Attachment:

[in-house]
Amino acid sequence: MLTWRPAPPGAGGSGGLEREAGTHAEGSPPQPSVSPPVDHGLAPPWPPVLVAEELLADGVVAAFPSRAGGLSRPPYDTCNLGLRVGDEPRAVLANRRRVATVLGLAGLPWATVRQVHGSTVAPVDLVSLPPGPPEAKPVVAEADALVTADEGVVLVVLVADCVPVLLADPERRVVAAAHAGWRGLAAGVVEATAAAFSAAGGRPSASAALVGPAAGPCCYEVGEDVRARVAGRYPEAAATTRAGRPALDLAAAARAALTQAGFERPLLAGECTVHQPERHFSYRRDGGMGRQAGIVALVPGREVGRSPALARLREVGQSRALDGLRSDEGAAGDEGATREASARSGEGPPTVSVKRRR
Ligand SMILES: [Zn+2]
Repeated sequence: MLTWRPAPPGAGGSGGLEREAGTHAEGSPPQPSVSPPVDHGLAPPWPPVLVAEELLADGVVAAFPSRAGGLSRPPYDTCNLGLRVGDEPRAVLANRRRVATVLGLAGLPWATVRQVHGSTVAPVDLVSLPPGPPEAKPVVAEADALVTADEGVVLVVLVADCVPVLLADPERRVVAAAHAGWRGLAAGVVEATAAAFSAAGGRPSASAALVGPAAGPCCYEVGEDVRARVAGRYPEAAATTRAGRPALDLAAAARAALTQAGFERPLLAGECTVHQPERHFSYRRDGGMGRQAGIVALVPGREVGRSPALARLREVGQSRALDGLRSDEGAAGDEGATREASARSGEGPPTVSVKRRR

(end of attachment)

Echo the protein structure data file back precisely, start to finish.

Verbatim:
[in-house]
Amino acid sequence: MLTWRPAPPGAGGSGGLEREAGTHAEGSPPQPSVSPPVDHGLAPPWPPVLVAEELLADGVVAAFPSRAGGLSRPPYDTCNLGLRVGDEPRAVLANRRRVATVLGLAGLPWATVRQVHGSTVAPVDLVSLPPGPPEAKPVVAEADALVTADEGVVLVVLVADCVPVLLADPERRVVAAAHAGWRGLAAGVVEATAAAFSAAGGRPSASAALVGPAAGPCCYEVGEDVRARVAGRYPEAAATTRAGRPALDLAAAARAALTQAGFERPLLAGECTVHQPERHFSYRRDGGMGRQAGIVALVPGREVGRSPALARLREVGQSRALDGLRSDEGAAGDEGATREASARSGEGPPTVSVKRRR
Ligand SMILES: [Zn+2]
Repeated sequence: MLTWRPAPPGAGGSGGLEREAGTHAEGSPPQPSVSPPVDHGLAPPWPPVLVAEELLADGVVAAFPSRAGGLSRPPYDTCNLGLRVGDEPRAVLANRRRVATVLGLAGLPWATVRQVHGSTVAPVDLVSLPPGPPEAKPVVAEADALVTADEGVVLVVLVADCVPVLLADPERRVVAAAHAGWRGLAAGVVEATAAAFSAAGGRPSASAALVGPAAGPCCYEVGEDVRARVAGRYPEAAATTRAGRPALDLAAAARAALTQAGFERPLLAGECTVHQPERHFSYRRDGGMGRQAGIVALVPGREVGRSPALARLREVGQSRALDGLRSDEGAAGDEGATREASARSGEGPPTVSVKRRR